Diagnosing Canine Epilepsy

Canine epilepsy is a condition which is identified by the presentation of recurrent seizures. It is occurs when there is irregular electrical activity in the brain. When electrical activity of the brain is abnormal, the messaging center in the brain becomes confused and the nervous system does not know how to react. This, in turn, results in the loss of muscle control and is identified as a seizure.

Causes of Epilepsy in Dogs

Canine epilepsy has two forms: idiopathic and symptomatic.

When canine epilepsy is idiopathic, there is no cause which can be linked to the cause of abnormal brain function. The only dysfunction is the appearance of seizures. This type of epilepsy appears to be inherited and takes precedence in certain breeds, such as dachshunds and retrievers.

However, when canine epilepsy is symptomatic, it means that it is occurring as the direct result of an underlying condition. Any underlying condition which affects the brain or its activity can result in seizures. Some of the causes of symptomatic epilepsy include:

  • Low blood sugar
  • Distemper
  • Tumors of the brain
  • Vaccinations
  • Infestation of worms or parasites

Signs of Dog Epilepsy

Because the symptoms of canine epilepsy are severe and disheartening, they are commonly recognized as seizures. However, because the reason for the seizures is not always clear, it is important to take accurate notes of your dog’s behavior during seizures so that it can be reported.  

  • Loss of coordination
  • Spacey look in the eyes
  • Eyes rolling back in the head
  • Loss of bowels
  • Excessive salivation
  • Consistent thrusting motions of the arms and legs
  • Biting
  • Growling
  • Yelping

Seizures can range in time from just a few seconds to several minutes or more. After a seizure has ended, your dog will usually appear unresponsive and somewhat comatose. You will need to take special care in the aftermath to make sure that your dog does not harm himself.

Diagnosis of Epilepsy in Dogs

Epilepsy is diagnosed by using a combination of the symptoms present, the medical history of your dog and his ancestor’s history of seizures. The true diagnosis consists of finding out what has caused the seizures to occur.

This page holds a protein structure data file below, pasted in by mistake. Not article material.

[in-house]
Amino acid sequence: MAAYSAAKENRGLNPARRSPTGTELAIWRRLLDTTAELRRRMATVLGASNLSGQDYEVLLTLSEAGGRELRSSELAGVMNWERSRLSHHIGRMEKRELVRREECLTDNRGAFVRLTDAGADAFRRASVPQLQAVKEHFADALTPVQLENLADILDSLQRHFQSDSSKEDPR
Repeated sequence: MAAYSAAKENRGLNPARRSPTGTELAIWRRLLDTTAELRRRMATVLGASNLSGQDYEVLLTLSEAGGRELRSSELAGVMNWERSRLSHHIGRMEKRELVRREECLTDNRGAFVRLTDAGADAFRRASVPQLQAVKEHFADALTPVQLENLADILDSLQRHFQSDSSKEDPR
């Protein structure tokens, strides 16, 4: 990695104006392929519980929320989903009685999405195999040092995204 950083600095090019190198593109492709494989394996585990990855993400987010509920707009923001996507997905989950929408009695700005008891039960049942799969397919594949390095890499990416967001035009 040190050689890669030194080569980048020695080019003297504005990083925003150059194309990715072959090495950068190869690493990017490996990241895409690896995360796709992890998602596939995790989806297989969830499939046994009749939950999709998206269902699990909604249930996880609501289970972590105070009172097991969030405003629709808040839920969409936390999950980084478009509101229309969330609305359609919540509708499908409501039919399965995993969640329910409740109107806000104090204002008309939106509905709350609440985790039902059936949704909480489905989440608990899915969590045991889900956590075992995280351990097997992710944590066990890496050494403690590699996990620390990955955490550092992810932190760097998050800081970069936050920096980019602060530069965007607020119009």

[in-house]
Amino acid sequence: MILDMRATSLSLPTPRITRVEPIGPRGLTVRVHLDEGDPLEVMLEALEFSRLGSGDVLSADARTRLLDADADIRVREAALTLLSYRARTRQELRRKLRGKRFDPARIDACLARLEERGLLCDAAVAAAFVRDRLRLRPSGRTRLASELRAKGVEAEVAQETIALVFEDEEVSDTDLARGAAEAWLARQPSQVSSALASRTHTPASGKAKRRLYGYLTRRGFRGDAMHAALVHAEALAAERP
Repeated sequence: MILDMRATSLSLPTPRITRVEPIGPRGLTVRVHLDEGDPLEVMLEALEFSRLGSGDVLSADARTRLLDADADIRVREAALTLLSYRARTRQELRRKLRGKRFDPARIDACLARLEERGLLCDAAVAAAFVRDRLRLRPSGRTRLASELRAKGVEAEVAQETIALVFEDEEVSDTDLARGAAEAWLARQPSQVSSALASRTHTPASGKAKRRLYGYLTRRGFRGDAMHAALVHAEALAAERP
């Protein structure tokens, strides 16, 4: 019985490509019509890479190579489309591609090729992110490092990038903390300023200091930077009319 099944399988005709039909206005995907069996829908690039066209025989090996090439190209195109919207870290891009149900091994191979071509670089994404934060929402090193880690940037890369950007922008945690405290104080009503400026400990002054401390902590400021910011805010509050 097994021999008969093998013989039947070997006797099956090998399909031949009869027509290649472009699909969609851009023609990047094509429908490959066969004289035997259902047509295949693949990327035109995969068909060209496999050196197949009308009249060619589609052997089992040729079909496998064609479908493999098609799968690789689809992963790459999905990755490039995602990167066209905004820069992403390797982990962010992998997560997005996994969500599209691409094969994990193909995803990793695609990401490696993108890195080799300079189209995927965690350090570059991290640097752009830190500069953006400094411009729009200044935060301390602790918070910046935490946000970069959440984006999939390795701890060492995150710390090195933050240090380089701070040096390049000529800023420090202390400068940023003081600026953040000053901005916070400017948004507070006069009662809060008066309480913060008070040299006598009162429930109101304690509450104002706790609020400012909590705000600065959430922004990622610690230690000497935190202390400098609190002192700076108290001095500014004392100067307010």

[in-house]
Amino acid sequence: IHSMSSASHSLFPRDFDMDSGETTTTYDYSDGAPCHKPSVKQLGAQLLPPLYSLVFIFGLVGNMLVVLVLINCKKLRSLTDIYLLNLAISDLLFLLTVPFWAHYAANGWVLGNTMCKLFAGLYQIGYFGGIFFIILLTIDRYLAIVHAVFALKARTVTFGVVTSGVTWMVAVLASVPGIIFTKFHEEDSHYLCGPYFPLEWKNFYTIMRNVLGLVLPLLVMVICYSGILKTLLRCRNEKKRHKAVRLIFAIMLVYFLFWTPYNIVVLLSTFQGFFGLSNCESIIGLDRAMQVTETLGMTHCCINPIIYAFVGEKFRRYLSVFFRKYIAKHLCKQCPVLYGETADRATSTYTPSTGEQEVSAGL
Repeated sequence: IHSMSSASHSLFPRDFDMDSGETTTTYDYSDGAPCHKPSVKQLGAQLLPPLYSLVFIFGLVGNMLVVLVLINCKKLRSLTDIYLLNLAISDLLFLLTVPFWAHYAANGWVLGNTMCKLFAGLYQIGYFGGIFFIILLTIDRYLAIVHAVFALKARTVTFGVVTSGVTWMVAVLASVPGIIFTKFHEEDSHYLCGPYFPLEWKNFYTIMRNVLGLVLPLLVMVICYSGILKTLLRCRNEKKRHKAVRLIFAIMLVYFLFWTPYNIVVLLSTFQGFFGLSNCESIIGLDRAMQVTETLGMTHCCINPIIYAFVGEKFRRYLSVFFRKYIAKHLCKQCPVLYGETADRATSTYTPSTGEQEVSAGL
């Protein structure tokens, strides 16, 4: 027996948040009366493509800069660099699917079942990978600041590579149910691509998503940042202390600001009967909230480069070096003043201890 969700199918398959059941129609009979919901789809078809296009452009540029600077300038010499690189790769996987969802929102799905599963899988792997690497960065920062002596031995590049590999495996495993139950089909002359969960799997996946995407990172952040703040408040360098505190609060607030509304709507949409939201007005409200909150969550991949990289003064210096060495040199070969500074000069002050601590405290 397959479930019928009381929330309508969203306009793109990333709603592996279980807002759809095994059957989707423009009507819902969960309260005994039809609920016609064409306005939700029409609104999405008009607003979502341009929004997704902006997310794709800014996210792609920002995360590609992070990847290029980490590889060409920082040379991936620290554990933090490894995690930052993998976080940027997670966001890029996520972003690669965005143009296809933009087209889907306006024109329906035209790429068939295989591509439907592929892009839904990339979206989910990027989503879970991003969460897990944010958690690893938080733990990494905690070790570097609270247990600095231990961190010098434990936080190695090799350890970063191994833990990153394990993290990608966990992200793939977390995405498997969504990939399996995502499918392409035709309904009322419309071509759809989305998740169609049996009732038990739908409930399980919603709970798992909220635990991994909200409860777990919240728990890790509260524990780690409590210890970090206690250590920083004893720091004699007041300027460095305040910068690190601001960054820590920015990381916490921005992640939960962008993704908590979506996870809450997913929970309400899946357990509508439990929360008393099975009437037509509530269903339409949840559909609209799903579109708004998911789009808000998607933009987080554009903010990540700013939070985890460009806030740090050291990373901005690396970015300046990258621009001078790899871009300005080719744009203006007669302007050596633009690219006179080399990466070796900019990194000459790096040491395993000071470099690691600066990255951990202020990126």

In order to do this, several elements of testing may be required. Blood tests, fecal examinations and urine samples can help to identify sugar levels and any parasitic infestation which could be attributing to loss of oxygen to the brain.

If the reason for the seizures is not immediately clear, a more in depth look may be required. A CAT scan of the brain may be needed to get a more concise idea of exactly what is occurring in the brain. The use of a CAT scan can help to monitor the electrical activity of the brain and sometimes find out exactly why the brain is not functioning correctly.

Treatment for a Dog with Epilepsy

Treatment of canine epilepsy consists of detecting the cause, making your dog comfortable and less prone to seizure activity.

If an underlying condition has been determined, treatment of that condition is imperative to the conclusion of seizures. However, if permanent brain and nerve damaged has occurred as a result of the seizures, a complete elimination of the seizures may not be viable.

Several medications can be administered to your dog to help reduce the frequency or the severity of the seizures. Some of those medications include:

  • Valium
  • Neurontin
  • Potassium Bromide

Prognosis of Epilepsy in Canines

Canine epilepsy is typically not fatal. However, if a seizure lasts for a very long time, the process can not only cause immense fatigue in your dog, but it can also create a loss of oxygen to the brain and irreversible brain damage. Typically the only time epilepsy will lead to death is when the brain has been deprived of oxygen for too long.